For the first time ever, scientists are witnessing the formation of a new moon as it forms within Saturn’s outer rings. According to a recent report, NASA’s Cassini spacecraft recently discovered this icy formation, currently being called “Peggy,” on April 15th as it disturbed the smooth lines of the ring system. But will it grow any larger, leave the ring system, or will it fizzle out and break apart?
These photos were shot in south Baton Rouge on Tuesday morning at 2:45 am. This eclipse marked the beginning of a tetrad, a series of four total lunar eclipses in a row. The next three total eclipses will be occurring on Oct. 8, 2014, April 4, 2015, and the final occurring on Sept. 28, 2015.
The ‘ghosting’ is the rapid movement of the clouds during a 2 second exposure.
Below the moon is Spica, in the constellation Virgo, and Mars is further west(right) in the shots.
I expect to have better photos after the next eclipse… weather permitting. Ha.
Mission: SpaceX-3 Commercial Resupply Services flight
Launch Vehicle: Falcon
Launch Site: Cape Canaveral Air Force Station, Florida
Launch Date: April 14, 4:58 p.m. EDT
NASA’s International Space Station resupply mission includes the legs for Robonaut, OPALS Lasercomm experiment and much more. I think, however, the most exciting and dramatic portion of the flight is the possible test of the ‘Grasshopper’ reusablility system.
Read the detailed story of the SpaceX Grasshopper program.
Reusability: The Key To Making Human Life Multi-Planetary
For a detailed description of the mission timeline, overview and SpaceX go to the SpaceX press kit. This is a wonderful resource.
Take a late night break from doing your taxes!
View an eclipse of the moon on April 15!
April 15 – 2 am. Central Time
In the morning of Tuesday, April 15, the full moon will pass through earth’s shadow producing a total lunar eclipse visible across North America. Lunar eclipses are perfectly safe to view, and an exciting family event.
The total lunar eclipse phase begins at 02.06 am when the edge of the moon first enters the darkest part of earth’s shadow. The moon will be completely within the shadow for 78 minutes, ending at 3.34 am.
For people in the United States, this eclipse is the first in an extraordinary series of lunar eclipses in what astronomers call a lunar eclipse tetrad—a series of four consecutive total eclipses occurring at approximately six month intervals. The total eclipse of April 15 will be followed by another on Oct. 8, 2014, and another on April 4, 2015, and another on Sept. 28 2015. All four total eclipses will be visible over most of the U.S. Although lunar eclipse tetrads are rare, they have frequently occurred in the past and there are nine sets of tetrads occurring during the 21st century.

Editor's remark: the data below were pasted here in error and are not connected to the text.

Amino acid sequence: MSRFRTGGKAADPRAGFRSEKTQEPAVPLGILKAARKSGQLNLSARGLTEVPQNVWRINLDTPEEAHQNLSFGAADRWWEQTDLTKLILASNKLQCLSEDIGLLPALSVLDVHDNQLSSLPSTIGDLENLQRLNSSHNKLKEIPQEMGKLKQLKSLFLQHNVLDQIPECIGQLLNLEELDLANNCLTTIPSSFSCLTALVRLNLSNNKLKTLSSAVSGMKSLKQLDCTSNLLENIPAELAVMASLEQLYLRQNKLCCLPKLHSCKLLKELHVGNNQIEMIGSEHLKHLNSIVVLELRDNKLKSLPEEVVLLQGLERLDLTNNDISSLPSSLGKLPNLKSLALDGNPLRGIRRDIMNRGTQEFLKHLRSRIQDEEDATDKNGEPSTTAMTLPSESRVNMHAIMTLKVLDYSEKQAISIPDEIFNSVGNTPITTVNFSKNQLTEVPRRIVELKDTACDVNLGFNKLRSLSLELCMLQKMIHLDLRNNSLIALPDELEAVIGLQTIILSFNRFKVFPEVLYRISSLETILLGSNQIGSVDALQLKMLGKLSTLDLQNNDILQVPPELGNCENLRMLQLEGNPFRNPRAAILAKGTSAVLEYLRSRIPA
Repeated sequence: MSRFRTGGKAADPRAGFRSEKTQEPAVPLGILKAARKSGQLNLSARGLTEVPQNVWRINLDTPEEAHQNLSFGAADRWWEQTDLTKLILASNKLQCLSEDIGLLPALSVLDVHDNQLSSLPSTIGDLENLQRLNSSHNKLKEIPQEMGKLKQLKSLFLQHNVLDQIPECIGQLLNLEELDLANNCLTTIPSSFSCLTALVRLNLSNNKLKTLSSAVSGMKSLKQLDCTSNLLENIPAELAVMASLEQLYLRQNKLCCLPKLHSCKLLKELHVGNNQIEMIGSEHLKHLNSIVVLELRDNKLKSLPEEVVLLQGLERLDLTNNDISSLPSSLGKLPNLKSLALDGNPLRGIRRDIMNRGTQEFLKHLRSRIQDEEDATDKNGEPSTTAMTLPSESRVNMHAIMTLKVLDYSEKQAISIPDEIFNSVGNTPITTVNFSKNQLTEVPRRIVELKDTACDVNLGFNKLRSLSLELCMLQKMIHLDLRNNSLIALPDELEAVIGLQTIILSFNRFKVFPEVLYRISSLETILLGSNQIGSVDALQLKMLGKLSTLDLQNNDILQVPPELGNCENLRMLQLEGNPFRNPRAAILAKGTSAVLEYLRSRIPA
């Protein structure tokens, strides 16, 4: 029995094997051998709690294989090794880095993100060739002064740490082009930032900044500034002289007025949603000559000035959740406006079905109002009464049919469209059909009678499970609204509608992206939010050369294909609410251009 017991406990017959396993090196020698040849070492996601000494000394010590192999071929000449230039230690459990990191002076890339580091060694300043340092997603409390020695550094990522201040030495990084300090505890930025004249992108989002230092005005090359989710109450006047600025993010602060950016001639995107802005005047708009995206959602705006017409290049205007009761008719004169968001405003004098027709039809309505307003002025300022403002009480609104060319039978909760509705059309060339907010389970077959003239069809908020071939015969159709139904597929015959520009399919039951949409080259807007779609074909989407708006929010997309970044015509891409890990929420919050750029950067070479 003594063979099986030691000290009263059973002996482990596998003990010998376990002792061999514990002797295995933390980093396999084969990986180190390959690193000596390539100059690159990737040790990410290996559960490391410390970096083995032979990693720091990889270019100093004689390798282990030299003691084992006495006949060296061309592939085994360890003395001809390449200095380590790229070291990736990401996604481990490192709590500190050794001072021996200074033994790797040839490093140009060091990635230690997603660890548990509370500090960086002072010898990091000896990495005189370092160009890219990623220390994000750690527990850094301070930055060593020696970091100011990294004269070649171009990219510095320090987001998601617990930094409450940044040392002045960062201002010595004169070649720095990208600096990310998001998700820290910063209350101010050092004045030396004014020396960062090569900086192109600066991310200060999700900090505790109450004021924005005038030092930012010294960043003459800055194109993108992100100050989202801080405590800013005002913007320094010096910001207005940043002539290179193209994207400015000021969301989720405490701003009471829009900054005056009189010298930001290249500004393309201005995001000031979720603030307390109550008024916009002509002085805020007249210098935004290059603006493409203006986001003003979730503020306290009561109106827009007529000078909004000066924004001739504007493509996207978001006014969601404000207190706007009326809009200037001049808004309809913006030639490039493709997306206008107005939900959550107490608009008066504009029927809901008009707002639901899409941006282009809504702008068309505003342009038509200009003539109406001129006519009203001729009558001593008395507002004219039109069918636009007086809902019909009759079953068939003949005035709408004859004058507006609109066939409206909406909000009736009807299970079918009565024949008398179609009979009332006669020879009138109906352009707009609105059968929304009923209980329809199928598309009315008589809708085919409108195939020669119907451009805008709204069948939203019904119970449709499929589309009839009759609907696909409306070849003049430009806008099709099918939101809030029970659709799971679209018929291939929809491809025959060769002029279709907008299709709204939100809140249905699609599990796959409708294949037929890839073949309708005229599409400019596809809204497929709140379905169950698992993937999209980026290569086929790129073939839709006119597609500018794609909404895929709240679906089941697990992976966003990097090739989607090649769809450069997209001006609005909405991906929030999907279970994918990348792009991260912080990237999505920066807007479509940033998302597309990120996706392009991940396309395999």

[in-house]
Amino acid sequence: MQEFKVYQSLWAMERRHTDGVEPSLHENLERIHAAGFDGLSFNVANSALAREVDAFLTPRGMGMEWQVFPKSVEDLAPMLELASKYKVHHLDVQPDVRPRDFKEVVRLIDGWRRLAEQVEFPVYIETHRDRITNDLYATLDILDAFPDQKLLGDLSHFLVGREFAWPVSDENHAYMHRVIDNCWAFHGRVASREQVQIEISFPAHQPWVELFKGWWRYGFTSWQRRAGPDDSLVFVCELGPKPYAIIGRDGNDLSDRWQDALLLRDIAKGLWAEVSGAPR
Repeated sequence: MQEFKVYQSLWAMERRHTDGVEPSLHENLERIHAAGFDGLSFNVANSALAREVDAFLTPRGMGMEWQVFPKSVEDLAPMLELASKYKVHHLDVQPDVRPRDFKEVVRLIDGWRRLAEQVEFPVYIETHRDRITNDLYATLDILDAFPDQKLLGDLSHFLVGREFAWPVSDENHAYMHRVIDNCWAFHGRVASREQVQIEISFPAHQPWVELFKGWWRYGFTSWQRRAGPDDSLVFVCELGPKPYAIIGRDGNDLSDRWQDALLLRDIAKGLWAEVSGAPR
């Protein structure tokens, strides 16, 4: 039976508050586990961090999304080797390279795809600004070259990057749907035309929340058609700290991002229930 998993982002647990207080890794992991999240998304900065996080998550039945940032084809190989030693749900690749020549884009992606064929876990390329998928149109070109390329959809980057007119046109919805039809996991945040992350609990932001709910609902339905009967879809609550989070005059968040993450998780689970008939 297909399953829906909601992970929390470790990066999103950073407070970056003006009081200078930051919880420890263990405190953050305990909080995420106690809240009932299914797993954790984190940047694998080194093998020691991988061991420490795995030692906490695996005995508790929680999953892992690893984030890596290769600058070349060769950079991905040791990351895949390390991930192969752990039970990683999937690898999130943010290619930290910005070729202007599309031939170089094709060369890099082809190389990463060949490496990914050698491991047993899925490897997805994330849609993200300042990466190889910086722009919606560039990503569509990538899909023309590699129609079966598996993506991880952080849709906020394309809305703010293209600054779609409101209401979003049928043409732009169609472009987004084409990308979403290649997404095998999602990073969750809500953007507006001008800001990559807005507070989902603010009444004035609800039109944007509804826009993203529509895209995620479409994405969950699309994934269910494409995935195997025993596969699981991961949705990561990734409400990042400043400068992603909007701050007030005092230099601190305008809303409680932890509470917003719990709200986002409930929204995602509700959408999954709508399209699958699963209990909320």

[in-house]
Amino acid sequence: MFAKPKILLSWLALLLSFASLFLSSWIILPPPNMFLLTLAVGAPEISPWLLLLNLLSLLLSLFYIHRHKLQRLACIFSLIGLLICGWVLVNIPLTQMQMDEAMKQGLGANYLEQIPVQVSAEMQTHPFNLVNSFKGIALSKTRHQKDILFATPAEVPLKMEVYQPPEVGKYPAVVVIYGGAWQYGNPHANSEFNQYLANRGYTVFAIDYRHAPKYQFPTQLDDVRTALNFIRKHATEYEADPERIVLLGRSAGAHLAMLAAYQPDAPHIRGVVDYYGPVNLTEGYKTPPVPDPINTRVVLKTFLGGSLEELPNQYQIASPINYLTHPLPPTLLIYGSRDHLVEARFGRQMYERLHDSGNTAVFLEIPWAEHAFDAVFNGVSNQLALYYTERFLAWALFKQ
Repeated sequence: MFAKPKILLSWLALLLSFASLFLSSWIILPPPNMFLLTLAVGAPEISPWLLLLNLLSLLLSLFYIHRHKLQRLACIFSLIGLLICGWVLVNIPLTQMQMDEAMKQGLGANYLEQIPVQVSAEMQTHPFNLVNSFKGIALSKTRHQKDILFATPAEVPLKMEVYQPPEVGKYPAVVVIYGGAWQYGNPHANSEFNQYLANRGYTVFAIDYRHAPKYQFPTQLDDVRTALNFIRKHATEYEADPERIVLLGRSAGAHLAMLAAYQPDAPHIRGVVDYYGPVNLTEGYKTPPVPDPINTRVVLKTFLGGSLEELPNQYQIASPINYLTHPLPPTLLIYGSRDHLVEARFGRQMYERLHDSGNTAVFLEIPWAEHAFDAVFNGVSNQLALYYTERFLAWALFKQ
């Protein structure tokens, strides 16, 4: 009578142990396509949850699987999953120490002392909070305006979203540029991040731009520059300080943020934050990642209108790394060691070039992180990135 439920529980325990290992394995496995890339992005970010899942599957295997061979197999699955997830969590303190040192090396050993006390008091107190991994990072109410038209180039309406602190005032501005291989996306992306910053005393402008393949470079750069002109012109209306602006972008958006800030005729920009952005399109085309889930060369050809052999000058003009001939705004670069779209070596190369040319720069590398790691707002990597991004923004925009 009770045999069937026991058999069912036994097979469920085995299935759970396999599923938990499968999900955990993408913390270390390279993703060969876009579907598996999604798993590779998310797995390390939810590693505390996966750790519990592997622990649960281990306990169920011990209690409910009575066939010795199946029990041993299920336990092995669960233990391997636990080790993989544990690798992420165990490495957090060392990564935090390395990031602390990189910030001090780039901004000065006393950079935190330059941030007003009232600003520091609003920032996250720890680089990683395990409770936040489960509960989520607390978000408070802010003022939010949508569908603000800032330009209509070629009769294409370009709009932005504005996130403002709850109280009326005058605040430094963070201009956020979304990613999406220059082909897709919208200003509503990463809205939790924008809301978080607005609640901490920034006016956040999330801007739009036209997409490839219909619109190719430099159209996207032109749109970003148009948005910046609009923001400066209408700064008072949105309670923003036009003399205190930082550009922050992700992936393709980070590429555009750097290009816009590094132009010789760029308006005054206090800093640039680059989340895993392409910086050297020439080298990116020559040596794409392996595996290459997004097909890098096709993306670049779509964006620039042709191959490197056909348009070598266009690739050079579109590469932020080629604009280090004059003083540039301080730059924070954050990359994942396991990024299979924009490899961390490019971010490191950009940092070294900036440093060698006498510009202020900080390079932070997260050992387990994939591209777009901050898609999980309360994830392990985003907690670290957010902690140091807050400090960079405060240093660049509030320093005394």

On average, lunar eclipses occur about twice a year, but not all of them are total. There are three types:
A penumbral eclipse is when the moon passes through the pale outskirts of earth’s shadow. It’s so subtle that sky watchers often don’t notice an eclipse is underway.
A partial eclipse is more dramatic. The moon dips into the core of earth’s shadow, but not all the way, so only a fraction of moon is darkened.
A total eclipse, when the entire moon is shadowed, is best of all. The face of the moon turns sunset-red for up to an hour or more as the eclipse slowly unfolds.
Usually, lunar eclipses come in no particular order. A partial can be followed by a total, followed by a penumbral, and so on. Anything goes. Occasionally, though, the sequence is more orderly. When four consecutive lunar eclipses are all total, the series is called a tetrad.
Weather permitting; this Tuesday’s total eclipse will turn the moon red. Why red?
Total lunar eclipses occur only when the moon passes completely through the shadow of the earth, and if you imagined yourself standing on the dusty lunar surface during just an eclipse and looking up at the sky, the shadow of the earth would completely block out the sun. You might expect earth seen in this way to be utterly dark, but it’s not. The rim of the planet is on fire! As you scan your eye around earth’s circumference, you’re seeing every sunrise and every sunset in the world, all of them, all at once. This incredible light beams into the heart of earth’s shadow, filling it with a coppery glow and transforming the moon into a great red orb.
Mark your calendar for April 15th and let the tetrad begin.
Tonight you might go out and see an extra bright orange dot in the sky. Well, that’s not a star you’re seeing, that’s Mars.
I’m well aware of what today is. Believe me, I debated on whether or not to make a fake April Fools Day blog posting along the lines of “NASA announces the discovery of intelligent life on planet Eps Eri 04-01a,” or “50,000 year old space ship discovered in Antarctica.” However, there’s stuff out there in space that’s real and strange enough to bring to light without having to result in phoney gags. For example, a couple of days back I heard about the discovery of a pink planet way out in space. So here’s the rundown on the lowest-mass planet ever detected around a star like the sun, GJ 504b that just happens to be pink.